“If that happens, then the $46 million becomes the cost of doing business,” Conlogue said, “and the revenues from that business would far exceed the $46 million. And the excess money would be used by the state.”

Conlogue said that with conservative estimates based on typical tipping fees, he could see the landfill generating more than $250 million over the years.

“If you could create a revenue stream with it, it becomes a way to pay for the landfill without using taxpayer money,” he said.

Is there a need?

But is there a need for another Juniper Ridge-type landfill? Not immediately, MacDonald said. The state-owned Juniper Ridge facility in Old Town has about seven years’ capacity left to it, while the privately owned facility in Norridgewock has about 12, he said.

The municipal and regional landfills around the state have an average of about seven or eight years of useful life left in them, said Don Meagher, manager of planning and development for Casella Waste Systems, which operates Juniper Ridge for the state.

Casella is in the early stages of its application for a vertical expansion of the Juniper site. Meagher expects that those municipal and regional landfill operators not already doing the same will soon start.

“It generally is a good thing in terms of long-range planning and investment decision-making to have long-term capacity to plan on. Having only seven or eight years remaining is cutting it a little close,” Meagher said Thursday.

Those time estimates are disputed. Other officials at Casella have said that Juniper Ridge will fill in five years and that the entirety of Maine’s landfill space is expected to be filled within the decade.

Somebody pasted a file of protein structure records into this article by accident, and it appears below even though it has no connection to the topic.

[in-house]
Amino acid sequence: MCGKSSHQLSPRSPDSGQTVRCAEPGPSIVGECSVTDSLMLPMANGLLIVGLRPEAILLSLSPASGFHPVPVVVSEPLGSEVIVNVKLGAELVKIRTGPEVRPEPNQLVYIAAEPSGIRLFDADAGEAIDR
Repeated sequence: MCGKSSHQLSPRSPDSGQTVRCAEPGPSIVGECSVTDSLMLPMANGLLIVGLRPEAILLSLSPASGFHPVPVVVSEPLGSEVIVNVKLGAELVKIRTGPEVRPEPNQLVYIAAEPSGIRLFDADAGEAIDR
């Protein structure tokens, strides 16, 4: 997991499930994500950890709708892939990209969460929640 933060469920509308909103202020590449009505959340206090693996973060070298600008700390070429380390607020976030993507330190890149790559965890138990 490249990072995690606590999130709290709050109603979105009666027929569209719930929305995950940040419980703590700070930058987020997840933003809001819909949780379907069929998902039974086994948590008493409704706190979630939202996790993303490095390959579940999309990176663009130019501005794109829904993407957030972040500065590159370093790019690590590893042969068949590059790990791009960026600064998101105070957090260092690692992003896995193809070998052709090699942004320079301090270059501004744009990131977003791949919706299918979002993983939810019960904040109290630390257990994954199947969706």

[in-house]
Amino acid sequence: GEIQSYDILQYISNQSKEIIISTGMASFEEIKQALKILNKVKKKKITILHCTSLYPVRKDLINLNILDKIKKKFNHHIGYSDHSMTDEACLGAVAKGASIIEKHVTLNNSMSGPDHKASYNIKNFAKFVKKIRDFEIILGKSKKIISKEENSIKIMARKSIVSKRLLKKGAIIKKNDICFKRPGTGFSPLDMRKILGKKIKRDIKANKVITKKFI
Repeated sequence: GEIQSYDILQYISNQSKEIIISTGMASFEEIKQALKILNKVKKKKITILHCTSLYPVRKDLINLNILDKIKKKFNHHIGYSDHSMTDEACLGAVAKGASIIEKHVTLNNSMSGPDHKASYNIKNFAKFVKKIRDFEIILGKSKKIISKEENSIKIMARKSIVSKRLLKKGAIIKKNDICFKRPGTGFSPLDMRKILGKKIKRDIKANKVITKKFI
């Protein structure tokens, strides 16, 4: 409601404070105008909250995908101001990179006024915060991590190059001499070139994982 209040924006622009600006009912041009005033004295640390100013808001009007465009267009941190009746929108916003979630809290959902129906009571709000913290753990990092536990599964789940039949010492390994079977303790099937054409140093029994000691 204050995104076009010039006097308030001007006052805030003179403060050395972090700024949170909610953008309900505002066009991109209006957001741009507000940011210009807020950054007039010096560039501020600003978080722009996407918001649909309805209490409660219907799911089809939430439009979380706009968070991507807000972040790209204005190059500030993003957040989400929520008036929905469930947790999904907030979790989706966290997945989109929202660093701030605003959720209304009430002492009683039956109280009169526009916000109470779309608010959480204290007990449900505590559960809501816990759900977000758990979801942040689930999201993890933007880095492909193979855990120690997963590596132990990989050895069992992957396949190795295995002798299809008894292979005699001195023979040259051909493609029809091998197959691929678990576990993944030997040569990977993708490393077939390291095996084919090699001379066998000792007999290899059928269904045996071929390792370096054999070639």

A key question legislators would have to answer, Meagher said, is which would be more efficient and economical — creating another regional landfill in Dolby or allowing existing landfills elsewhere to be repermitted?

Another regional landfill in the state would increase competition among landfill operators and could reduce tipping fees statewide, but might not be worth the remediation and operational costs, Meagher said.

“Hard to say what market opportunity there really is for [a new landfill] to serve the needs currently being served by other landfills, but that may be something somebody is looking at as an option,” he said.

Answering those questions will take time and study, Schneider said, and voters, legislators and state and local officials need to consider the questions carefully.

“Monetarily I think it will work out in the end,” Schneider said.

“Unfortunately, we face these dilemmas,” she added. “The question is: Was it worth it? And we won’t know this. Only time will tell.”